Countries that supported the overthrow of dictator Moammar Gadhafi's regime are likely to get first crack at post-war Libyan oil production, while those that sat on the sidelines are at risk of losing out.
"We don't have a problem with Western countries like the Italians, French and U.K. companies. But we may have some political issues with Russia, China andBrazil," Abdeljalil Mayouf, information manager at Libyan rebel oil firm AGOCO, told Reuters.
Talk like that has many Western oil companies licking their chops. Meanwhile, officials from China and Russia are foundering for ways to deal with the emerging Libyan government, the National Transitional Council (NTC).
Although Libyan oil production before the uprising comprised just 2% of global output, it is prized because it is of the light sweet crude variety – it contains less sulfur than most other oil and is thus cheaper to refine.
The deputy head of the Chinese Ministry of Commerce's trade department, Wen Zhongliang, tried to stay positive when asked about Mayouf's statement last week.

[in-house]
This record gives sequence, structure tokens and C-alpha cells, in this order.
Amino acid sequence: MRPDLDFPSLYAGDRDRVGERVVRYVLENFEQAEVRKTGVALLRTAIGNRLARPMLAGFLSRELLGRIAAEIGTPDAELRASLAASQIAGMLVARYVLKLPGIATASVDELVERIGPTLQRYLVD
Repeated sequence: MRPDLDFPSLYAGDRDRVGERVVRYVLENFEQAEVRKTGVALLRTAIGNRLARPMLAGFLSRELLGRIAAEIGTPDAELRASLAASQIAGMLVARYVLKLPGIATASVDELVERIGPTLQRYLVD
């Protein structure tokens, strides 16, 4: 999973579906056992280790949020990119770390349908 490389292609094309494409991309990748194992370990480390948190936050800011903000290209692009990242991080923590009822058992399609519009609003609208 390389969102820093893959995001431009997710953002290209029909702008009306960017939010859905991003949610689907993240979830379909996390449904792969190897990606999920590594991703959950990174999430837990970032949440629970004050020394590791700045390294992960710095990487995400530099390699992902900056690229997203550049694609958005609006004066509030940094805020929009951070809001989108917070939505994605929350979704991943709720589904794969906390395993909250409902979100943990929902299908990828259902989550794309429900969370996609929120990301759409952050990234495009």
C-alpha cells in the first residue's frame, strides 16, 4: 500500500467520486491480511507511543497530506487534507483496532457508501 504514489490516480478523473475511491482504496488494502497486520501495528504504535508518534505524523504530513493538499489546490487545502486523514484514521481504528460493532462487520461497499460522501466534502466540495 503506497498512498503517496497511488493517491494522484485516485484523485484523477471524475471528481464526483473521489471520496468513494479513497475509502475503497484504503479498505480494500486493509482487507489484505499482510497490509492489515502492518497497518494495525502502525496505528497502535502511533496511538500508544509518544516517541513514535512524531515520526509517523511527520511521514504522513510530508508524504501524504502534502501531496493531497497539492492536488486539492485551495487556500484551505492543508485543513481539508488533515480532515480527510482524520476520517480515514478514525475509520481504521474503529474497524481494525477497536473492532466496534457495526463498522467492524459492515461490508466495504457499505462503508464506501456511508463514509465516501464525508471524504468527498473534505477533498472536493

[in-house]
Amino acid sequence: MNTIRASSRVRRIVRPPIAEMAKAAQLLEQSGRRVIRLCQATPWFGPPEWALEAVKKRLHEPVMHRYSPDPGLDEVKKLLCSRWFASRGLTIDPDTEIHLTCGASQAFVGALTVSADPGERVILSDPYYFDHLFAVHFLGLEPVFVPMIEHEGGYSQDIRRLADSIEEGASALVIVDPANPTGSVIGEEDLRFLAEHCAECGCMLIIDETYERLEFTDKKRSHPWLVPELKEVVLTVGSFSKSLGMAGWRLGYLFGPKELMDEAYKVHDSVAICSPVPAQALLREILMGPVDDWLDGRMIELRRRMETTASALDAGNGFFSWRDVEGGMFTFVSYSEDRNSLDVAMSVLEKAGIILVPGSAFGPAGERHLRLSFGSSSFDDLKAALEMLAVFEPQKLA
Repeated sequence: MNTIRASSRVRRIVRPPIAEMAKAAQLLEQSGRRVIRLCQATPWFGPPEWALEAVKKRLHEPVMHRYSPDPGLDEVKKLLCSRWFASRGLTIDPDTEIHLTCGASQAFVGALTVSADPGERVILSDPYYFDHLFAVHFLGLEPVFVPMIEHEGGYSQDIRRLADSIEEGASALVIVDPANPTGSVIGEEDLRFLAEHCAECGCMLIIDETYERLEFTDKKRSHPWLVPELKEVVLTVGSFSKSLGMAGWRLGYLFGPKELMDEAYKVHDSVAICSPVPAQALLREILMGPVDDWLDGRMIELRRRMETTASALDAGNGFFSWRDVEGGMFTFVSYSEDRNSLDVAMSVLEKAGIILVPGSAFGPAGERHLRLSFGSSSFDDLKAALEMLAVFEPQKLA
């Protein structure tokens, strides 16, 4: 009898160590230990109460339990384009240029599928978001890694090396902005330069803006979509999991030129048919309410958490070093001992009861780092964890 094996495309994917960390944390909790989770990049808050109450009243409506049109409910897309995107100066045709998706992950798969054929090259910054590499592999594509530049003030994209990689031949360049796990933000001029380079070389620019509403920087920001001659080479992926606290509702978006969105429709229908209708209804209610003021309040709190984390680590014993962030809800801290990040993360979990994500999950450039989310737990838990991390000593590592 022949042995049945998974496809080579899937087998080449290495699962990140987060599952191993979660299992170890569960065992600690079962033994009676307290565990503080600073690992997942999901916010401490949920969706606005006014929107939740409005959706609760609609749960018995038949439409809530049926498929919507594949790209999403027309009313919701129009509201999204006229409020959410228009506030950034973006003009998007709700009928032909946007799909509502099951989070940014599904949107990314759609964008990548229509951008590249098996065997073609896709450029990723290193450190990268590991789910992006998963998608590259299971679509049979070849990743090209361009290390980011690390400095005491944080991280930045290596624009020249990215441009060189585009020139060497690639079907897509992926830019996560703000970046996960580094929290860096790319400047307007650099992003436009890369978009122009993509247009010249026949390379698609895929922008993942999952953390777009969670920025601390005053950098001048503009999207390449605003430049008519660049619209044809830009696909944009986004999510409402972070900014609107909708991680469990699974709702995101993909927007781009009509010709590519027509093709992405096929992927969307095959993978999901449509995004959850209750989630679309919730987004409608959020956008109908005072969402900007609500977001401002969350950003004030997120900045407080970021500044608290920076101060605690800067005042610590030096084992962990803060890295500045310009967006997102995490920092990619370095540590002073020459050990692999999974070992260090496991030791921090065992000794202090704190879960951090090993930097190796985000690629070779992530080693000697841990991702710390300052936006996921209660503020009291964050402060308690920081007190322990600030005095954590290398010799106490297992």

"We hope that after a return to stability in Libya, Libya will continue to protect the interests and rights of Chinese investors and we hope to continue investment and economic cooperation with Libya," Wen told a news conference.
But other Chinese observers were indignant.
"I can say in four words: They would not dare; they would not dare change any contracts," Yin Gang, an expert on the Arab world at the Chinese Academy of Social Sciences in Beijing, told Reuters.
Although China was getting only about 3% of its oil from Libya, the Asian giant's rapidly growing economy has given it a ravenous appetite for energy – including oil.
China abstained from the United Nations vote that authorized force to protect civilians during the uprising, and along with Russia and Brazil opposed sanctions against the Gadhafi regime.